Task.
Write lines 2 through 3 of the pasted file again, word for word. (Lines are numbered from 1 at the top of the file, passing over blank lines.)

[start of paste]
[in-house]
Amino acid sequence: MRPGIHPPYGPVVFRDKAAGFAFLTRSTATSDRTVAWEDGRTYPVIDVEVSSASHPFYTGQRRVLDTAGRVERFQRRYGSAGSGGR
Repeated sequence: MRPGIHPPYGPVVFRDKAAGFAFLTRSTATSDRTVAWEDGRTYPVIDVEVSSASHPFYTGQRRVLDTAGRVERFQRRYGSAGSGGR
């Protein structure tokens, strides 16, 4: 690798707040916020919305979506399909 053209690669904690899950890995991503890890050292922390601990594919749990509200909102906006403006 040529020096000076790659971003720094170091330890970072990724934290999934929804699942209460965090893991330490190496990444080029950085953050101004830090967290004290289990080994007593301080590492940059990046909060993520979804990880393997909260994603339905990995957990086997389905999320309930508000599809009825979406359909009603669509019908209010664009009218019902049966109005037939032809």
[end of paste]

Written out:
Amino acid sequence: MRPGIHPPYGPVVFRDKAAGFAFLTRSTATSDRTVAWEDGRTYPVIDVEVSSASHPFYTGQRRVLDTAGRVERFQRRYGSAGSGGR
Repeated sequence: MRPGIHPPYGPVVFRDKAAGFAFLTRSTATSDRTVAWEDGRTYPVIDVEVSSASHPFYTGQRRVLDTAGRVERFQRRYGSAGSGGR